Wednesday, May 16, 2007


   Through the new New York Academy and an anatomy professor with the ominous name Elliot Goldfinger  I got to go to a dissection. I was immersed in anatomy then -­ every day in the Michael Burban anatomy and drawing class up at the Art Students League, and in other studio classes at Parsons and Visual Arts and Cooper Union, and the National Academy and with the hard-core anatomists at the new New York Academy, and in the studio of a highly skilled and friendly sculptor named David Klass, where at an armature I recreated all the main bones of the body's skeleton and then put on all the important muscles, with emphasis on those that show in surface form.  

I did not quite realize how hard I would be hit by seeing actual human bodies carved up. When the doors to the dissection room opened, there waiting for us was Elliot Goldfinger, whose face always had a fiendish grin on it, in the same manner as the Dick Cheney face always has a nasty lop-sided scowl -­ there was Elliot grinning in a white coat that I don't think was really streaked with blood but certainly seemed that way, and beside him ­ as in a horror movie in which the good people turn out to be monsters too -­ there beside him in a similar white coat was nice David Klass, whose sister had once been married to Elliot. They had all been arrested once for boiling the flesh off a horse in a Brooklyn backyard.

And I followed them in now and there were the two blackened cadavers ­ homeless men who had been found dead on a street and whom nobody had claimed, one of them laid out on a gurney, the other hanging form the ceiling by a chain bolted to the top of his head. And there were the bones and muscles and ligaments just like in the anatomy books though blacker and not at all like the anatomy books because these had been actual people who had actually been carved up for the sake of education.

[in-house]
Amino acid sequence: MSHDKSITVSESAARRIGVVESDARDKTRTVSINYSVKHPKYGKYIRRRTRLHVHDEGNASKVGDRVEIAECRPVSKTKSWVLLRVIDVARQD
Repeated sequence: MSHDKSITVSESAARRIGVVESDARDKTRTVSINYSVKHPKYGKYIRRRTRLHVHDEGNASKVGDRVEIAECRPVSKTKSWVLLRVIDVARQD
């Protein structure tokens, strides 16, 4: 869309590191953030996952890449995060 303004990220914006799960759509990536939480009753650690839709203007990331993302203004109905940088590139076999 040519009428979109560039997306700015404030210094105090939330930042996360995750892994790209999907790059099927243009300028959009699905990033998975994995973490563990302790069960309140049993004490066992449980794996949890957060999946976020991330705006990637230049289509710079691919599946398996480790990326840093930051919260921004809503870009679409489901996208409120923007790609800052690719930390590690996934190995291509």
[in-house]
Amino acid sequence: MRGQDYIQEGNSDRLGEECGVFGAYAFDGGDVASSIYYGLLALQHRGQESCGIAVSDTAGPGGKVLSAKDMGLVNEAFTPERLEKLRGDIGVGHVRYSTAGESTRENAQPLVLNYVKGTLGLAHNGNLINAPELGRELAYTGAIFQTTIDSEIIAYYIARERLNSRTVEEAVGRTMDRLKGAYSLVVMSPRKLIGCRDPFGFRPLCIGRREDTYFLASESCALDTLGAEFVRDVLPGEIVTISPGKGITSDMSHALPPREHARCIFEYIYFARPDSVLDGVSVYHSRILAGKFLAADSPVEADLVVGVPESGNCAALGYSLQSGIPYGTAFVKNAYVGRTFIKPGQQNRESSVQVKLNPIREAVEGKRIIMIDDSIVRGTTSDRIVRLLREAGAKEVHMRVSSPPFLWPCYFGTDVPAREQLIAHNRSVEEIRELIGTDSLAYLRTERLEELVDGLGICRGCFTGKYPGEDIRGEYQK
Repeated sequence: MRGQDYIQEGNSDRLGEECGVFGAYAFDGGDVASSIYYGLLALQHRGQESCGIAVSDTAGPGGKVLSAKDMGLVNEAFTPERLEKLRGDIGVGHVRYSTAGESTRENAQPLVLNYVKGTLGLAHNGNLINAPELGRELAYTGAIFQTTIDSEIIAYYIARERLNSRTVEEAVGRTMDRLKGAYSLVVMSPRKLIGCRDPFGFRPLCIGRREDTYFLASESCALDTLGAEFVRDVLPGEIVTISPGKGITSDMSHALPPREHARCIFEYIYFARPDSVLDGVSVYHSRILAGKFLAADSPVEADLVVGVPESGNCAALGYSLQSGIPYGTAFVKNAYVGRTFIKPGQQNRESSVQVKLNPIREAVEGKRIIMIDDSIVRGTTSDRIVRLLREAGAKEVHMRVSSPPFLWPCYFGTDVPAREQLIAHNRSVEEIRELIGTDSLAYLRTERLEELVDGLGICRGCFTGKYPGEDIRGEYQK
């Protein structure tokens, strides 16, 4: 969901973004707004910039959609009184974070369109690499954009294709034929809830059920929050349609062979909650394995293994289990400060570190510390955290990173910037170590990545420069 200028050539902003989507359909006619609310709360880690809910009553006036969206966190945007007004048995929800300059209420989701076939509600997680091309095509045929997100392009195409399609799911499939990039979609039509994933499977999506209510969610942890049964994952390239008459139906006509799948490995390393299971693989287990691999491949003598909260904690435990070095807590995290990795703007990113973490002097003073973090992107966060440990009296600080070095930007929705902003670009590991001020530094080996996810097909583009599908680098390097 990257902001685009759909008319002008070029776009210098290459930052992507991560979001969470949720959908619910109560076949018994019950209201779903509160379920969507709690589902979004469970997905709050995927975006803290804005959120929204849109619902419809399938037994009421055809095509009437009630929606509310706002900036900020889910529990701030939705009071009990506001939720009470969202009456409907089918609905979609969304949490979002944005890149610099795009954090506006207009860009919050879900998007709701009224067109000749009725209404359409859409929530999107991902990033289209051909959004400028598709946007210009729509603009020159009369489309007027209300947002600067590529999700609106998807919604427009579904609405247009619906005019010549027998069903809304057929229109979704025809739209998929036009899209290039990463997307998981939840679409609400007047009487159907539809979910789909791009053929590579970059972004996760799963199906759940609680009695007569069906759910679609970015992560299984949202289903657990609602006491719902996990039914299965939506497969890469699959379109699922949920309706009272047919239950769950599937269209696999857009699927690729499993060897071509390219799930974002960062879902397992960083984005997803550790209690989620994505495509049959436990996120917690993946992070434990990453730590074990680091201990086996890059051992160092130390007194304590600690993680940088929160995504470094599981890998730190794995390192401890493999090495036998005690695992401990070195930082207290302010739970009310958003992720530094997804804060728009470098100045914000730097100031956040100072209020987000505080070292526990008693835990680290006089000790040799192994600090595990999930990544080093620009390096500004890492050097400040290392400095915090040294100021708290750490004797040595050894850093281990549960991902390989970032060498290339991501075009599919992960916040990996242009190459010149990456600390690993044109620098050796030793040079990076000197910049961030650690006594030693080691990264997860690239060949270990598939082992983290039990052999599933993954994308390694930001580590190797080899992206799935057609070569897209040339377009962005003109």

Late that night I stopped into a pizza place, which was up a few steps on Eighth Avenue around the corner from my bright Chelsea apartment whose walls were covered with my new life drawings. At the counter I realized it would be some time before I would eat meat again. But I had a slice with onions and peppers and was feeling better as I started down the steps. It was raining now. An Eighth Avenue bus was about to pull away from the curb in front of the pizza place. In a rear, rain-streaked window, looking right at me, eyes wide, was a very gray, mousy, agitated woman named Mildred whom I had not seen for a couple of weeks who but who had been stalking me. It was because of an entirely imaginary romance. I kept getting calls on my machine, and notes in my mail box about how by not loving her I was taking away her life. With the implication she could retaliate. I hardly knew the woman, had met her only in a group of people. And I really had thought my life was in danger. And somehow it seemed fitting that I should go from these disrespected cadavers to the agitated face in the rain in a back bus window.

And it was a kind of a punctuation point to this time when I, starting late, was totally immersed in art ­ the schools, the private drawing sessions, night and day looking at skeletons and charts but drawing flesh and blood people, most of them women, who reminded me of women I had known in real life, none of them reminding me of Mildred, though Mildred in the bus window reminded me that there was flesh and bone behind the diagrams, and behind the mostly pretty girls who modeled at the Art Students League and the Salmagundi Club and the basement place in Soho where there was life drawing practically around the clock ­ the women in these and all the other studios I frequented, and also the women and men in the paintings and sculptures I stared at in the museums, and men and women behind even the abstractions that I liked too even as I spent my days in the traditional artistic formation phase of drawing with exactitude from life ­ behind the art works and the models there were also the Mildreds, and there were also the blackened peeled-back skin and insides of vagrant homeless men.

It was not just because I wanted to do pretty pictures of pretty girls that in this time 20 years ago I had stopped my writing - which had come to seem all too predictable -­ in favor of visual images. And now I was learning again, as if young and unformed again, learning again crucial things for which I did not yet have worlds.

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